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In defense of lost causes

When the order was telegraphed, the garrison was under siege.

And it became hard to know who was dealing each particular death. Was it the Luftwaffe above? The Panzer tanks from all sides? The seething Nazi fighters filling every conceivable gap?

The British and French fighters hunkered down and fought valiantly from their coastal fortification in Calais. The Nazis had shocked the French Army, the British Expeditionary Force and the world in utterly routing the forces arrayed against them in the Battle of France. In a matter of six weeks, Hitler’s forces had achieved what the Kaiser couldn’t achieve in four years of fighting World War I. And as several hundred thousand British and French soldiers found themselves stranded on the barren beaches of Dunkirk, they awaited rescue from the sea or death from the sky.

The Calais garrison awaited rescue too. But then the order came.

Because any and every method was necessary to draw the Nazi forces away from the vulnerable soldiers at Dunkirk, Prime Minister Winston Churchill saw the Calais garrison as the last best option. And yet this meant the worst possible consequences for four thousand brave soldiers.

The British destroyers that were prepared offshore to rescue the men would not rescue them. Instead, the men were ordered to fight to the death.

“To Brigadier [Claude] Nicholson. The eyes of the Empire are upon the defense of Calais, and [His Majesty’s] Government are confident you and your gallant regiments will perform an exploit worthy of the British name.”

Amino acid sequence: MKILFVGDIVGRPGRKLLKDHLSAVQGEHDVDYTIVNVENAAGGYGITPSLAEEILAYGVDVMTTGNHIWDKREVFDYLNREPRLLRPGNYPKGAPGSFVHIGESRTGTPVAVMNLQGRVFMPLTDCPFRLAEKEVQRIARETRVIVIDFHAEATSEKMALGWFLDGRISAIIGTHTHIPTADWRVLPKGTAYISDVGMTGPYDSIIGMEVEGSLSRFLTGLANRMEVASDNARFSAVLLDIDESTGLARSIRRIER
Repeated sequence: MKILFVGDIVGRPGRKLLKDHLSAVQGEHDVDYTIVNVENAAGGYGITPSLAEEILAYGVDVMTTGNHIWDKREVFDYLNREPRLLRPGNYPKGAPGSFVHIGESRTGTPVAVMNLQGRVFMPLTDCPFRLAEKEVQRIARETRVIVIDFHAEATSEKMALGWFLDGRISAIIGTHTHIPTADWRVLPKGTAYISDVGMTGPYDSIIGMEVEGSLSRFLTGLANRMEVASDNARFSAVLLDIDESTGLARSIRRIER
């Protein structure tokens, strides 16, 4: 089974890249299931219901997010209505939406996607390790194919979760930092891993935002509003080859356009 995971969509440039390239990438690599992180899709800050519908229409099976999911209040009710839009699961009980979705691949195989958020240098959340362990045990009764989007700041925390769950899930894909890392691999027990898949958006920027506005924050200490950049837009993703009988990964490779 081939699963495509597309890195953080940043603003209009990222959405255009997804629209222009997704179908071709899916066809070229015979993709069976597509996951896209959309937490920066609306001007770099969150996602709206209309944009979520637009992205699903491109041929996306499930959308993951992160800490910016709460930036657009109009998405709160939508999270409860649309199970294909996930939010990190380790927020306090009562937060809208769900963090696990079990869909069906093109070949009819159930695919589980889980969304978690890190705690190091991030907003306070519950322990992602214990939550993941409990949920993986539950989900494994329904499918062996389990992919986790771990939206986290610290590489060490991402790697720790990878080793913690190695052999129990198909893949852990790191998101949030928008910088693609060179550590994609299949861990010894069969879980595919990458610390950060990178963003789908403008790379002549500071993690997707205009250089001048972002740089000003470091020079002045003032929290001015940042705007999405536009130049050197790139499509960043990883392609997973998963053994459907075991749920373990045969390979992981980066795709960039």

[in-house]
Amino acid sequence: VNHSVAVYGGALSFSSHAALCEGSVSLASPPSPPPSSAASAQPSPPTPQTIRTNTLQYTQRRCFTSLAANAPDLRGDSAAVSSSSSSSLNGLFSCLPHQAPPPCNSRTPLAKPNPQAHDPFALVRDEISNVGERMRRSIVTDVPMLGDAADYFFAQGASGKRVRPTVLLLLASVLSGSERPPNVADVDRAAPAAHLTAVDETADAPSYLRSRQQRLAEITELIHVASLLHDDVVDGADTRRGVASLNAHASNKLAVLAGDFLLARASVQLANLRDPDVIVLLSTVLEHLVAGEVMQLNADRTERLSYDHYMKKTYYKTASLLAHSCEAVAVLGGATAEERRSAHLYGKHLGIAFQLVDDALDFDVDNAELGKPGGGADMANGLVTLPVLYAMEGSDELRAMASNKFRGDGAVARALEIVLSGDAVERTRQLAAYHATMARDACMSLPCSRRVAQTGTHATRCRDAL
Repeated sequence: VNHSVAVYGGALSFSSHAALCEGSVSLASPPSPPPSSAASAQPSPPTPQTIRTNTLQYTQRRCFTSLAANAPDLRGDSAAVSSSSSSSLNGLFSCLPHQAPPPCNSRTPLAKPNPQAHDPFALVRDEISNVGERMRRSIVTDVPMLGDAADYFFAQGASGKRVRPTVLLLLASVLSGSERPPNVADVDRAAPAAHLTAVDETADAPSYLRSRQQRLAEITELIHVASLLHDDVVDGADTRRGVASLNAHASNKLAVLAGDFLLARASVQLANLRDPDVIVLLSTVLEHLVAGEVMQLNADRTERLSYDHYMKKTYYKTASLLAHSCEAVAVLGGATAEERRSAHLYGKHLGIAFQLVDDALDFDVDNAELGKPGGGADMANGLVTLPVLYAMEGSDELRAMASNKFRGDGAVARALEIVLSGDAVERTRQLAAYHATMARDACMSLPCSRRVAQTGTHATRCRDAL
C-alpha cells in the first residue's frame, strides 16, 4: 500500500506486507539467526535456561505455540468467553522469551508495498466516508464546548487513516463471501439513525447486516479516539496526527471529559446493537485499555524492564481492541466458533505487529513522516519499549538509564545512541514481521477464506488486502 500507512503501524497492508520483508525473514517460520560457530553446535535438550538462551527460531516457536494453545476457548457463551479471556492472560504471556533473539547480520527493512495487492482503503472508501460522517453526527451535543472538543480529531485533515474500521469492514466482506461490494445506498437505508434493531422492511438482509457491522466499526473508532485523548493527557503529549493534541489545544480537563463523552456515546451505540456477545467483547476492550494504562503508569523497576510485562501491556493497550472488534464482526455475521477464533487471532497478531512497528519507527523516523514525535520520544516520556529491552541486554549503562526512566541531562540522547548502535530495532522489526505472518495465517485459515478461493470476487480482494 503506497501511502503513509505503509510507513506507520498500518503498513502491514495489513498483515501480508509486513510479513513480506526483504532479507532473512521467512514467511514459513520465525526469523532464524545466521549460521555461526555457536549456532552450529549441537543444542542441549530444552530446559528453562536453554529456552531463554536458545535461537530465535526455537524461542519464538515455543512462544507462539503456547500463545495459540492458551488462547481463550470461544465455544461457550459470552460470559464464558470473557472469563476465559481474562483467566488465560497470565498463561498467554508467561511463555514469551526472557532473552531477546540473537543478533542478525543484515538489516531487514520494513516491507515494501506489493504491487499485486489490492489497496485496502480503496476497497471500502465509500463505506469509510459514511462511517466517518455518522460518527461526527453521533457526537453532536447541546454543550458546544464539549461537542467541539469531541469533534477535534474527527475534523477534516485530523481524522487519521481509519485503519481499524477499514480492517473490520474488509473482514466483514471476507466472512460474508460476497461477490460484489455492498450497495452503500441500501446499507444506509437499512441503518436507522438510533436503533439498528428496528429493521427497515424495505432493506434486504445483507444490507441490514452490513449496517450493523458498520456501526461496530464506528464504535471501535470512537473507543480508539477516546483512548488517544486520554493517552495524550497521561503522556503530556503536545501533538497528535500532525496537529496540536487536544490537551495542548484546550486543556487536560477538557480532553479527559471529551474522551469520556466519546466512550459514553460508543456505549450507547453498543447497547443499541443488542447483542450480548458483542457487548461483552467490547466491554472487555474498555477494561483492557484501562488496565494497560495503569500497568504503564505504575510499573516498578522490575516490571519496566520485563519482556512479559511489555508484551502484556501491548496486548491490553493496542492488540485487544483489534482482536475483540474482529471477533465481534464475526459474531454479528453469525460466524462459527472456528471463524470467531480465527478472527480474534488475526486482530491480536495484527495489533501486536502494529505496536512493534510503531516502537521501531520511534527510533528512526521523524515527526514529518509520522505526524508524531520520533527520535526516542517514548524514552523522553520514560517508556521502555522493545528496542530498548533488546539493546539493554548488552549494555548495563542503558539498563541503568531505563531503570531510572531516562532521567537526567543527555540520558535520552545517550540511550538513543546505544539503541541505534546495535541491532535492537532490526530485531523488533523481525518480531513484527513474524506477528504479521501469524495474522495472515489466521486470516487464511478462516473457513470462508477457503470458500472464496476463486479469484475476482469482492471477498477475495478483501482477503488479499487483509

Amidst dire circumstances and with death or brutal captivity awaiting him, Nicholson stood his ground. Several times, the Nazi forces shelled Calais relentlessly and then sought surrender from him. He turned their emissaries away.

“Surrender? No, I shall not surrender. Tell the Germans that if they want Calais they will have to fight for it.”

Later that evening, Churchill himself would dictate a telegraph to Nicholson,

“Every hour you continue to fight is of greatest help to the British Expeditionary Force…Have greatest admiration for your splendid stand.”

Consequently, the Calais garrison didn’t give hours of resistance. It gave four days. In the end, many were killed. Even more were captured. Nicholson himself would die in German captivity in 1943. But the Calais garrison’s resistance and Hitler’s mysterious halt order were instrumental in giving time for the “little ships of Dunkirk” to save nearly 350,000 soldiers.

Read more at Aleteia. 

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